As churches seek to create safe spaces that encourage emotional wellbeing amid our COVID reality, we have advised leaders to consider the resource of their entire property and how to make use of all of spaces, even those that are not within the walls of the building.

 

emotional-wellbeing-socials

 

Andrea notes these creative outdoor spaces can serve as places where guests find a true sanctuary from the world–even if it just means adding small benches set off under a tree or in other tucked-away pockets of your campus.

 

d. Consider Various Personality Types

As people seek to interact in various buildings, we know it’s important to consider what resonates and creates inviting space for varying personality types. Introverts may especially appreciate great signage or more peripheral seating in worship spaces so they can navigate on their own and interact personally when they are ready.

 

orland-park-welcome

“Some people get energy from big, open spaces with lots of people, lots of noise, but there are other styles of relating to consider. Some, when they first come in, may want to pause, take a look around, examine the situation, the environment, and then figure out where they need to go. That’s the balance as a designer–to try to figure out how to cater to everyone, including those with special needs. Everyone needs to feel welcome. You want to make sure there is an easy entrance and great signage.”

She also notes the value of a centralized lobby that serves as a hub from which people can find their way. This helps to get people into the environment quickly so they can adjust and feel safe, as though the space is already familiar, even though they've been there only a few minutes.

 

e. Design for Connection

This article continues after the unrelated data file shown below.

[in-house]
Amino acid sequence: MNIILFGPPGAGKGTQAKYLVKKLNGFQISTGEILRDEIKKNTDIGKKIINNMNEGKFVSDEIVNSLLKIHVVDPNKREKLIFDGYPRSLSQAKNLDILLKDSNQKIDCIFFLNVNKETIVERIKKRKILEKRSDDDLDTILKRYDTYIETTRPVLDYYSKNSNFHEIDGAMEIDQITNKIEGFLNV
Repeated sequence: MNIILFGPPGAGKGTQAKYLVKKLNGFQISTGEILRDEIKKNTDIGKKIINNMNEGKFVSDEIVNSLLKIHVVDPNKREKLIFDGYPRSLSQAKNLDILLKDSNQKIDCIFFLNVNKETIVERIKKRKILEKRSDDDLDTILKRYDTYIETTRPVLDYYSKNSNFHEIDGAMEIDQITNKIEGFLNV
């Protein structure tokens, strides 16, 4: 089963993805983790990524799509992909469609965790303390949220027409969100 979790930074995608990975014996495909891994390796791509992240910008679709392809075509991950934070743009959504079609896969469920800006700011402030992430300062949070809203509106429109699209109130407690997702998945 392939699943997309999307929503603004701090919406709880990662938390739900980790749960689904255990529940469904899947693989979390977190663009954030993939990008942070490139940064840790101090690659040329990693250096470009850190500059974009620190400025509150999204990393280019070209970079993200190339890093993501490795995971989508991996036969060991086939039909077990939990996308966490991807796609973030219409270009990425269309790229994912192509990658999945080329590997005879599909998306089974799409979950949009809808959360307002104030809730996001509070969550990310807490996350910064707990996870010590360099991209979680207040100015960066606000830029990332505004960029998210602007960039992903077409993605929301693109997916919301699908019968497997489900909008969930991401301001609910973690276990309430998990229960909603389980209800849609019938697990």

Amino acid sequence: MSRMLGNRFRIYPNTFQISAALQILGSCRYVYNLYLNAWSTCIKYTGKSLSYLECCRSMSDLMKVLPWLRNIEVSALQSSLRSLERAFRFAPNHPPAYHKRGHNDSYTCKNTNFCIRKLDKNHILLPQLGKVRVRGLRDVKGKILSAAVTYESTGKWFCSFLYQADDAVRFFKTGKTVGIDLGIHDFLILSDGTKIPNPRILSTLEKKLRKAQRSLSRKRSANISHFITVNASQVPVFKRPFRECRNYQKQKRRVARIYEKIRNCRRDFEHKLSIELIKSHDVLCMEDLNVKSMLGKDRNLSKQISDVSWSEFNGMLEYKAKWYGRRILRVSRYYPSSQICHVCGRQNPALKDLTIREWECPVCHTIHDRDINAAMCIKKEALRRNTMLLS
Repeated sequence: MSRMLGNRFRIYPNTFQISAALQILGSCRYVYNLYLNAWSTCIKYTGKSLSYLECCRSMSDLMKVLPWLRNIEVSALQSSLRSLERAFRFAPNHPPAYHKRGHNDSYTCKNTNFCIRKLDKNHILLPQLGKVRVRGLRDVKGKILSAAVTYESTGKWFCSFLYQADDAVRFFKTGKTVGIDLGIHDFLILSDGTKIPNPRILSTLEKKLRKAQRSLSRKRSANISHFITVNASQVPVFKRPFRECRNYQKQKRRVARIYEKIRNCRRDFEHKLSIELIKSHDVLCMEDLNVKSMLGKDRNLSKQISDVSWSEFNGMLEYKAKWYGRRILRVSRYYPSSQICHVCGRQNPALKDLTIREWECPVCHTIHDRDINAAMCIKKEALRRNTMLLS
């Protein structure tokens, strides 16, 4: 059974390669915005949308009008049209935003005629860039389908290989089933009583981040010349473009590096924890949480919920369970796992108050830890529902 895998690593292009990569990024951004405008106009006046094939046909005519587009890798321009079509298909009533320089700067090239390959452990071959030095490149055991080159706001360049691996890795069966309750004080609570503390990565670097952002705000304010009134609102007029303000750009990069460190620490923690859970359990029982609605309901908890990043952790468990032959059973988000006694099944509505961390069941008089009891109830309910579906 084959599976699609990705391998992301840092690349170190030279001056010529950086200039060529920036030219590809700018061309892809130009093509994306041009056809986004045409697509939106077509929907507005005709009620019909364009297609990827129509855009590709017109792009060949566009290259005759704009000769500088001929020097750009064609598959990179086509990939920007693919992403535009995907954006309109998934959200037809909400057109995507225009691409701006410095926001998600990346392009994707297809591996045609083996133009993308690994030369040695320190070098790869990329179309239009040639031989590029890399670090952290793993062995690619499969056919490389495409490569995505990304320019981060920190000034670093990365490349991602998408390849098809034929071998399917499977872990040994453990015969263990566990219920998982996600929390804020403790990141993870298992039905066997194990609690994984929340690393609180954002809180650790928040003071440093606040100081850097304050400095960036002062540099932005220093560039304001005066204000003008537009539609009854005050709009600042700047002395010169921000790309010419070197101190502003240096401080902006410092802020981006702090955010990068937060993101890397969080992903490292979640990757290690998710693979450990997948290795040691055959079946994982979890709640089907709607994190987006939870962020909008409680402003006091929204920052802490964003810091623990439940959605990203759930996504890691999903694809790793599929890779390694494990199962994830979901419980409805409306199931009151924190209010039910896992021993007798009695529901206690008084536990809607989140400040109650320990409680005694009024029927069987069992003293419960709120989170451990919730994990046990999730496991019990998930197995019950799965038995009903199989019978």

Our team loves to design spaces that enhance everyday ministry. When it comes to creating a prime space for connection, Andrea says the lobby is key. “Having a centralized lobby where people can get familiar with the space and the functions that are happening helps a lot.

 

south-harbor-lobby

There can also be micro-environments within the lobby or offshoots like a cafe or little areas of seating. Some people like to sit at a larger table with lots of people–or maybe they have a big family. It's also important to have areas where you can have a one-on-one conversation with someone to really connect.”

During COVID, churches may have to adapt their lobby space to provide for safe fellowship.

3. Take Simple Next Steps

As you consider what is next for your church, consider the following questions and look at your campus with fresh eyes:

  1. What is your building saying to your community from the outside? Does it look more like a fortress or an inviting place for anyone to come?
  2. Once guests are inside your building, is your signage, whether directional or digital, visually prominent and accurate? How would its messages make guests feel? Welcomed? Encouraged? Confused?
  3. How can you create more of a welcoming vibe in your key areas? A place where guests can feel at home?

Our team is passionate about helping churches use their facilities to form connections with God and others. 

“Being able to combine my design career with my calling for churches has been so rewarding,” adds Andrea. “My favorite part about designing for churches is that moment when we're in a meeting, and the church says, ‘Yes, this is it! This is the plan that's going to increase our ministry. It's going to increase the kingdom and give glory to God.’ That is the most exciting part to me. There is nothing better.”

If you'd like a no-pressure conversation about how to adapt your space to better serve your people, please contact us. 

 

About Marian V. Liautaud

Marian served as Aspen's Director of Marketing from 2014 to 2021, sharing stories about how Aspen designs, builds, and furnishes space for ministry impact.